Tractor in the outer Isles


New Croft Woodlands Handbook Launched

Tuesday, June 28, 2011

A new guide for crofters, communities and small woodland owners, “Managing Small Woodlands in the Highlands and Islands”, was launched last week at the Royal Highland Show. The publication is a joint venture by Forestry Commission Scotland, Highland Birchwoods and the Scottish Crofting Federation (SCF), with additional funding from Scottish Natural Heritage, Comhairle nan Eilean Siar and the Highland Council.

The handbook covers every stage of small woodland management from finance through planning, establishment and maintenance, to harvesting and using the end product. Principal author is forestry consultant Roland Stiven, formerly of Raasay, and there are a variety of individual contributions reflecting experiences of woodland creation from Argyll to Shetland.


Crofters Celebrate the Fruits of ‘Mother Earth’

Tuesday, June 28, 2011

A delegation of crofters have recently returned from Arctic Sweden where they attended a celebration of indigenous food cultures from around the world.

The Indigenous ‘Terra Madre’ (Mother Earth) took place in Jokkmokk in Sweden over the midsummer weekend (17th to 19th June 2011). The gathering was hosted by the Sami people of Northern Europe and the Slow Food movement, which promotes food that is ‘good, clean and fair’.


Crofters say SNH Report Provides Evidence of Agricultural Policy Failure

Tuesday, June 28, 2011

The Scottish Crofting Federation claim that a new report by Scottish Natural Heritage, which details the negative effects of undergrazing on the ecology of crofting areas, provides evidence that Government policies have been ‘killing off’ crofting.

The SNH report analyses the views of crofters and environmentalists in three areas of Scotland who were asked to comment on the impacts to local habitats caused by the decline in hill farming over the last decade. The report focuses on three hill and upland areas: the south of the Isle of Skye, the north Highlands and the west Borders.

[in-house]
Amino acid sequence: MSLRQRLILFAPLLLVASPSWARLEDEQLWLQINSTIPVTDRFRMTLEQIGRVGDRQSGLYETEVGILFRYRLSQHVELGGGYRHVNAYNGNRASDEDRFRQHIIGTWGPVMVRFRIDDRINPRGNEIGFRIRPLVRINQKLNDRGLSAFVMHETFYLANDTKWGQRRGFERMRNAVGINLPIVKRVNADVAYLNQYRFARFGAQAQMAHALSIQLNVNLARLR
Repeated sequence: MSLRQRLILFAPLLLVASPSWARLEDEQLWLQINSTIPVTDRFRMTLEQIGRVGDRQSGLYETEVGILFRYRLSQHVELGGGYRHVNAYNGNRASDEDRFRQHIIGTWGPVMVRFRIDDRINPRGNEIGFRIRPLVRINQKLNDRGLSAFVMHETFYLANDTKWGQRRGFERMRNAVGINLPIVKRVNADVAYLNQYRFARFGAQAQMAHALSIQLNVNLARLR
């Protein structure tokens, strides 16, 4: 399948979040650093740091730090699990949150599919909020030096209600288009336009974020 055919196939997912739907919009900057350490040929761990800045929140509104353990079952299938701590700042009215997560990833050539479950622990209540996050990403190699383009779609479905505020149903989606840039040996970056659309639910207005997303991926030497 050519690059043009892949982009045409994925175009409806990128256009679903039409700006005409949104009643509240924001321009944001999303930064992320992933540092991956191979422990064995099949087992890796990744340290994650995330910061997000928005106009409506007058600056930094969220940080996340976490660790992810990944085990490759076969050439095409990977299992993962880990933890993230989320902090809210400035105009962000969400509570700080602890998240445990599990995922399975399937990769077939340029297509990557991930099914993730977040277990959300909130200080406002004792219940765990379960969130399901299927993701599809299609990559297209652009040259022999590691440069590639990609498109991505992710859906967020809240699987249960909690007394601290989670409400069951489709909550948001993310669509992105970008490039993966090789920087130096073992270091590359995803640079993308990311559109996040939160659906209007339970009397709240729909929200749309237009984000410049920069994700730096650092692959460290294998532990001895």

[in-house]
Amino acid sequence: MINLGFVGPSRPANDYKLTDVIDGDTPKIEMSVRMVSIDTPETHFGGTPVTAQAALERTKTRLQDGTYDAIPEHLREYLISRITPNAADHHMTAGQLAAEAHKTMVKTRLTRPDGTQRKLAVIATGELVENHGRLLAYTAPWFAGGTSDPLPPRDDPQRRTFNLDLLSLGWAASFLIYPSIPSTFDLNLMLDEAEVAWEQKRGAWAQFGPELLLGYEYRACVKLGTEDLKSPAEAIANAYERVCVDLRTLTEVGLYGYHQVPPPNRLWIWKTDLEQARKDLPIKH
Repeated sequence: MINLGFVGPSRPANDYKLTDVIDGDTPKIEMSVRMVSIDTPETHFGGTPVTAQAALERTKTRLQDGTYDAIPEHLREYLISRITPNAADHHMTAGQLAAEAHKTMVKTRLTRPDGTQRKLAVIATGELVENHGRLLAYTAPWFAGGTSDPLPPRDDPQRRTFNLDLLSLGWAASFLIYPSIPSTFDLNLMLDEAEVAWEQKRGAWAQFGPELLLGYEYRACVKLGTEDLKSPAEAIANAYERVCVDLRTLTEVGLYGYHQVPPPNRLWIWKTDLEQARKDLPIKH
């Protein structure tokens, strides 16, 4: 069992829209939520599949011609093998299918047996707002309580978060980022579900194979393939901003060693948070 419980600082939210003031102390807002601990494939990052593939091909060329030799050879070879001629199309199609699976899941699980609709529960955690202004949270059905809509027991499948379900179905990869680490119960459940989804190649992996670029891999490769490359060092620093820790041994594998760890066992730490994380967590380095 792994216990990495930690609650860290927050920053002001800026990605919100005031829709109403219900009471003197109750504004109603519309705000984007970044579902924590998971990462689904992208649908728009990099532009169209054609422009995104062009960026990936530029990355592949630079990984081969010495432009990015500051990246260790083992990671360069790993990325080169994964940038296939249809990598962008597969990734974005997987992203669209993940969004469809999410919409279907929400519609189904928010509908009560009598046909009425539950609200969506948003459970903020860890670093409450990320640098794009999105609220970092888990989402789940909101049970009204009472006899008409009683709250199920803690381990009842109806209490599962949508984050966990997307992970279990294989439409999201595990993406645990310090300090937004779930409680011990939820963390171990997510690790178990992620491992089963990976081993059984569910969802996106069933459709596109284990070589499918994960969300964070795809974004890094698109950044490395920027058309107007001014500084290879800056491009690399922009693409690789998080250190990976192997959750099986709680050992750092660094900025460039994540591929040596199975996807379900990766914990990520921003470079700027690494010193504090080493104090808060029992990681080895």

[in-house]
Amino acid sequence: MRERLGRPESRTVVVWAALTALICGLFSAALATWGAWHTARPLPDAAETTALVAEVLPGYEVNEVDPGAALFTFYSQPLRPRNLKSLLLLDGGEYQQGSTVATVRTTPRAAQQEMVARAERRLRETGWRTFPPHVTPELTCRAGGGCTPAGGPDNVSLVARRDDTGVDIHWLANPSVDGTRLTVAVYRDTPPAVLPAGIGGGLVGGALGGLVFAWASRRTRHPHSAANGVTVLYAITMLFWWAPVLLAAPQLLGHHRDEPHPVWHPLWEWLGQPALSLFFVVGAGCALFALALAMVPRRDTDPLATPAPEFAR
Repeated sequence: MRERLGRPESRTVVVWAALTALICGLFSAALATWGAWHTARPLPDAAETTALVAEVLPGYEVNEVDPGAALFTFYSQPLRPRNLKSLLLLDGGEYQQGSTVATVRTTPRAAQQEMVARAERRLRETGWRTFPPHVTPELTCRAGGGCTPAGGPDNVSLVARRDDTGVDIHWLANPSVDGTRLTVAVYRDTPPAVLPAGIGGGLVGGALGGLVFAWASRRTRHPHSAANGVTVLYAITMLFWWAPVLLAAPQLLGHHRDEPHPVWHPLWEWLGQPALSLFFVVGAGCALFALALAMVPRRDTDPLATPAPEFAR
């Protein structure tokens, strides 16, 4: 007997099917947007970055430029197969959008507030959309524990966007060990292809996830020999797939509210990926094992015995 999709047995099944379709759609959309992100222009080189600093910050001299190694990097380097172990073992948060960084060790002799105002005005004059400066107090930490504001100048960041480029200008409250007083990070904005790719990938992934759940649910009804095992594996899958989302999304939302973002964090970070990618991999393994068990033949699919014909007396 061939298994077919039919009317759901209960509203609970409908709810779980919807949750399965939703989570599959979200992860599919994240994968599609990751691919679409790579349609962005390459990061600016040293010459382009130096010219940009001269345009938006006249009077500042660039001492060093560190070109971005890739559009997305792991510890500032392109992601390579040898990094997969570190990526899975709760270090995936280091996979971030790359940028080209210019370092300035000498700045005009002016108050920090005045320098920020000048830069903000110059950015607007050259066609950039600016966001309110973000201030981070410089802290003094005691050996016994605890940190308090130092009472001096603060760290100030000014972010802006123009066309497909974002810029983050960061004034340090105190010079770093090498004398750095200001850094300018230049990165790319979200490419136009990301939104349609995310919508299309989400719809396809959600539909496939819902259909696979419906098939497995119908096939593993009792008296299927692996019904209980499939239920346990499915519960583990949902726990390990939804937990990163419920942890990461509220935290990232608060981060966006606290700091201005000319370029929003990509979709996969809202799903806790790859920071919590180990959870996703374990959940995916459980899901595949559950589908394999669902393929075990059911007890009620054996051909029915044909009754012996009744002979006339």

Crofting Flavour Saving

Tuesday, June 21, 2011

Scottish Crofting Produce enters Slow Food UK Ark of Taste

Traditional Scottish foods are dying out in the rush for profit and convenience. 75% of varieties have been lost in the last 100 years. Enter the Ark of Taste, the last-chance saloon for our neglected produce.

Slow Food UK's Ark of Taste celebrates artisan producers who swim against the tide of intensive production methods to continue the culinary traditions that have been passed down through the generations.


Renewable Energy for Crofters

Monday, June 20, 2011

The Scottish Crofting Federation is organising a one-day event about renewable energy for crofters and crofting communities. Opportunities to develop new sources of income from croft land have rarely been better. Secure long-term contracts and attractive prices are now available for supplying electricity produced on the croft from wind, water or sunlight.


SCF Calls for a more affordable meat inspection regime

Tuesday, June 07, 2011

The Scottish Crofting Federation (SCF) has backed calls from the meat and livestock industry for a devolved meat inspection regime for Scotland, but warns that any new legislation must take account of the circumstances of small abattoirs on islands, and in remote mainland areas, if these vital facilities are to survive. Moves to devolve meat inspection follow the decision of the Food Standards Agency (FSA) to impose the full costs on meat businesses, including all the overheads of a system regarded in the industry as top-heavy and inefficient, and a historic pensions deficit from the former Meat Hygiene Service.